The social context of Lamaholots' fertility desires

2017-03-03T01:22:29Z (GMT) by Koten, Philipus Panda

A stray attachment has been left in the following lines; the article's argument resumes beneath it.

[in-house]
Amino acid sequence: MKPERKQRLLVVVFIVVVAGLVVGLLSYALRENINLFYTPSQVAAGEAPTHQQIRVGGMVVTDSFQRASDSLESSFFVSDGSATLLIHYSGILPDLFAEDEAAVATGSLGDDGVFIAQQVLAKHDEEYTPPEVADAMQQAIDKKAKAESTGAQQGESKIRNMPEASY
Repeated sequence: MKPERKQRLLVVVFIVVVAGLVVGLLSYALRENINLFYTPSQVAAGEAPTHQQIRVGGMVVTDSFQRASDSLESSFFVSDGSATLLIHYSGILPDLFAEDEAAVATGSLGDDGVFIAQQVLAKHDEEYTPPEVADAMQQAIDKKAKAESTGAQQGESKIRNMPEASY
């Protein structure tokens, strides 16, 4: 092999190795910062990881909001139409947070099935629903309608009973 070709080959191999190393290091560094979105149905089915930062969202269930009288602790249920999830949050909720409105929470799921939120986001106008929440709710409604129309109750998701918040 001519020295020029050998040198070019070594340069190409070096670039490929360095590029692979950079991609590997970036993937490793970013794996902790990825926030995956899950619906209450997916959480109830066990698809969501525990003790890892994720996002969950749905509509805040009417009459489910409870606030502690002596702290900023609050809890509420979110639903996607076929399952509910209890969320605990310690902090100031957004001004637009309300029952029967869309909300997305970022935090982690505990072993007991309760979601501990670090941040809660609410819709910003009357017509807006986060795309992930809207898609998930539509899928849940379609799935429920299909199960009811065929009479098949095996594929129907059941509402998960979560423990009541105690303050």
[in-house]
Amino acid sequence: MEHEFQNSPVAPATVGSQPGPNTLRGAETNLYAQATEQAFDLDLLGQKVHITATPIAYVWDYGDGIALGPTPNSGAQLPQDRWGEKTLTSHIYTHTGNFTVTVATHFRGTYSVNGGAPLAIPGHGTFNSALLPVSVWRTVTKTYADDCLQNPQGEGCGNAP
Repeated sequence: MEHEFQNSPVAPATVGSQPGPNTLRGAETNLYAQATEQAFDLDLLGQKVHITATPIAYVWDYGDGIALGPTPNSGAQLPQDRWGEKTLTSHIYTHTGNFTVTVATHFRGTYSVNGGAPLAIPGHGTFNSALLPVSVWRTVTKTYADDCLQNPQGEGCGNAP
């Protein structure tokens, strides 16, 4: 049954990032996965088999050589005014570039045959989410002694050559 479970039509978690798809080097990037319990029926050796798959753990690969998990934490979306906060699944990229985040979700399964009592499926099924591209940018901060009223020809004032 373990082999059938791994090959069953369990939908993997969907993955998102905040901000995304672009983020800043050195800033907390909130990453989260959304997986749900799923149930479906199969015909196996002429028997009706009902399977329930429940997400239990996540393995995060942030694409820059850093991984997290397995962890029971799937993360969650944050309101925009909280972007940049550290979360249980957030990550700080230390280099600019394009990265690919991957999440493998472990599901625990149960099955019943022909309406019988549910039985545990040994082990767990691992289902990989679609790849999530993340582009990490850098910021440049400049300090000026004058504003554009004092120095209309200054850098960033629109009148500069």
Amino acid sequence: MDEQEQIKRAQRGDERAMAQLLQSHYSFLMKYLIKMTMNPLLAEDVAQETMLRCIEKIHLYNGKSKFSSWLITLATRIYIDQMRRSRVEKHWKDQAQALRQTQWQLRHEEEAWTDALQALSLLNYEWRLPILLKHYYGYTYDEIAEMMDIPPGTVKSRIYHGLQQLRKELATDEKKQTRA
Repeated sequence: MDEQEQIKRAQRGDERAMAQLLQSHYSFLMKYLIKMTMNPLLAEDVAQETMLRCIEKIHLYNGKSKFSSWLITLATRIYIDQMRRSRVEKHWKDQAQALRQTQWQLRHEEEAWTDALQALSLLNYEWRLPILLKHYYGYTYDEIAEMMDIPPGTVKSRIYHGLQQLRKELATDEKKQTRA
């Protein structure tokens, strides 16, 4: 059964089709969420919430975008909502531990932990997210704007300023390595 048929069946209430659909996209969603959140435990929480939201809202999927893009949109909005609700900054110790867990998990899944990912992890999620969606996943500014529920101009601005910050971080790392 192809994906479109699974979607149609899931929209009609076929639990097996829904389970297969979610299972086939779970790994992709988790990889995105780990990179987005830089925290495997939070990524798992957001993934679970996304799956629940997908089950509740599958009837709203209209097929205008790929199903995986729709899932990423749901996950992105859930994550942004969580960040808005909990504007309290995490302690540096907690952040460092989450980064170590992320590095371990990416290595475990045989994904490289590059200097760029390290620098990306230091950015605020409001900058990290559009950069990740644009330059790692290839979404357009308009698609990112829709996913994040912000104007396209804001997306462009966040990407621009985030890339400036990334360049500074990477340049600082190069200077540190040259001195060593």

This thesis explores the social context of the relatively high fertility desires among the Lamaholots, a people in Eastern Indonesia. Over half of the married couples participating in this study desired at least four living children in 2013 (Table 8.5). Also, about the same proportion of those who had come to this desired number wanted no more children (Table 8.6). These desired figures are higher than the national (2.6) and even regional (Nusa Tenggara Timur Province: 3.3) total fertility rate in 2012. This study also discusses their prioritized values of children (VOC), a mediating concept between one’s social contexts and fertility desire. Primary data for analysis was first collected through 12 Focus Group Discussions, through which people’s 15 VOC were generated. The VOC were later regrouped into six categories: continuity, cohesion, self-enrichment, emotion, economic, and religious. A face to face survey of the VOC prioritization and intent for another child was then carried out with 1,040 respondents. In-depth interviews with 19 individuals, to discuss issues surfacing in the previous stages, ended the data collection. This study confirms that the Lamaholots still value the roles of children to carry on the family/clan name and to secure their old age, leading to their preference for a relatively large family. Living according to the clan system, poor economic conditions, and cultural norms such as respect for elderly parents are conducive to the VOC prioritization. With such findings, the study helps raise issues that need to be addressed in the strategic effort for lowering fertility. Its major theoretical contribution is its emphasis on the importance of ethnicity and the use of the VOC concept in fertility studies.